1152 for publication March 18, 2016
Just when I thought the NHL was about to settle down and get on with the Canadian-free playoff rounds comes word from their meetings in Boca Raton, that after ten years, the subject of… ta-da… goalie equipment is on the agenda.
Yep, Mr. Bettman, Commissioner of all things NHL, proclaimed as much Tuesday, and the idea appears to be meeting with favour, including goalies.
But allow me some history.
“Obviously our watchdog of all things, the NHL, is takin’ care of business because up until the present, apparently over the past few years no-one of any significance had noticed the sudden upsurge of “Robocop” outfits for goalies.
Are we talking oversize jerseys? No, we’re referring to sweaters that could make Dolly Parton look like Ally McBeal. Are we talking facemasks. Nope. What we have is masks rivaling desk-top computers in sheer girth and bulk. How about catching gloves? The “trapper” has given way to a leather bassinet built for twins.
Let’s not forget chest protectors with those shoulder flaps, Garth “Batman” Snow comes immediately to mind, with a look that seems as if your favourite netminder has jammed his head through a garage door.”
Those remarks in italic were from a column I wrote in 1998, and here we are, 2016, and the present NHL goaltending supervisor feels the timing couldn’t be better. We can only wonder, amongst ourselves, when the light bulb came on?
Look, it wasn’t Kay Whitmore’s fault that it’s taken the NHL this long to connect the dots. With an active career including Hartford, Vancouver, Boston and Calgary, covering 1989 ‘til 2002 when his retirement came calling, was played in hockey equipment that grew at a 2×4 thickness each season.
Since he came on board he began lobbying the dressing rooms for change. Now, we’ve arrived at this momentous announcement by Mr. Bettman. It has everyone who counts lined up and buying in, from owners, to players, and most importantly goalies.
Even the manufacturers of equipment have been put on notice, nicely, that they must have equipment designed and conforming before the start of the season. The hook? Only then will they be able to sell their equipment within the NHL.
That’s a deadline of September training camps, to meet the downsized specs, produce the goods in the variety of colours and markings preferred by pro-goalies at all levels. But not in Europe, or at least not until the IIHF buys in.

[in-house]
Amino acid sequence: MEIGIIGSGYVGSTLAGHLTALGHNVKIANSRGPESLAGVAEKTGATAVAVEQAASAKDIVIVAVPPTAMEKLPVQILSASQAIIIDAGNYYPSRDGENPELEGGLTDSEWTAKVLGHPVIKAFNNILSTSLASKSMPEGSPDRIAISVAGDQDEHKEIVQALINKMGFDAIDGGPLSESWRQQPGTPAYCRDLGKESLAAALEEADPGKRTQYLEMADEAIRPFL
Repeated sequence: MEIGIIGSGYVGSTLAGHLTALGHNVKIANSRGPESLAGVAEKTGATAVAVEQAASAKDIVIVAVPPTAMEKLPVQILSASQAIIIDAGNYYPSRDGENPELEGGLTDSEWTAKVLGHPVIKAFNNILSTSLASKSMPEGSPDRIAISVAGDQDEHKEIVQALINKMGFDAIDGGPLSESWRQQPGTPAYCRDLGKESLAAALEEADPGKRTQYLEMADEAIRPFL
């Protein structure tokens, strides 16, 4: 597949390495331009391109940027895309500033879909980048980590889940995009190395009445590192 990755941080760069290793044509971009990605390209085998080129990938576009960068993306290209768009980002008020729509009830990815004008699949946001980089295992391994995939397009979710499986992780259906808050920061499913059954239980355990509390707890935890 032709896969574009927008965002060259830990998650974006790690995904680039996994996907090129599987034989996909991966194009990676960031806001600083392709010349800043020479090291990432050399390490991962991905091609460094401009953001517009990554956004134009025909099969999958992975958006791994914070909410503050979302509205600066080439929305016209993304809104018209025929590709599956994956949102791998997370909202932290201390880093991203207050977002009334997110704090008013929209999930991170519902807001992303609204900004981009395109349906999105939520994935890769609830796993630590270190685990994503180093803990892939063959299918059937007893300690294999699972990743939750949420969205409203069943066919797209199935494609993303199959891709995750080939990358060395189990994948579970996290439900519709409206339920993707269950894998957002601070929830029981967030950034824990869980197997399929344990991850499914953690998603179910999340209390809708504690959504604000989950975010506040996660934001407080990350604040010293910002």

We will also have the goaltenders requiring the new equipment to practice with over the summer and become familiar with before they are dodging missiles fired by forwards and D using those composite sticks. The flexy whippers that make even the weeniest of shooters able to launch pucks at lethal velocity.
And while you’re at it, has any thought been given to the skaters and the equipment they do battle with, as it applies to “shot blocking.” You know the smaller shin pads, lighter pants, smaller jocks, and those featherweight gloves most wear, even the guys who don’t stickhandle so much.
Wanna go hard on safety? Why not on the carpet for any player or official not wearing a visor. They shouldn’t be allowed on the ice just because they like taking un-necessary risks. Especially in this era of high-stick deflections and tips, when the speed and weight of an unseen puck can take out one, or both unprotected eyes, possibly cause a fatality.
These are other “mandatory” safety causes for the NHL to take up, out of the bin of neglect. That, and getting a lot tougher with head hits. To date the fines and suspension campaign shows no signs of being taken seriously or slowing down the frequency of incidents. Like every night.
Be careful Mr. Bettman, you’d hate to envision a terrible aftermath if either catastrophe happened on your watch. You’re the guy I, and others, have cited for not looking after “the game,” challenges that weren’t sexy, like “accounts receivable.”
In fact, this latest plan is the result needing more scoring, not dire safety concerns. But for now let’s just say it’s a commendable start.
At leveling the playing field.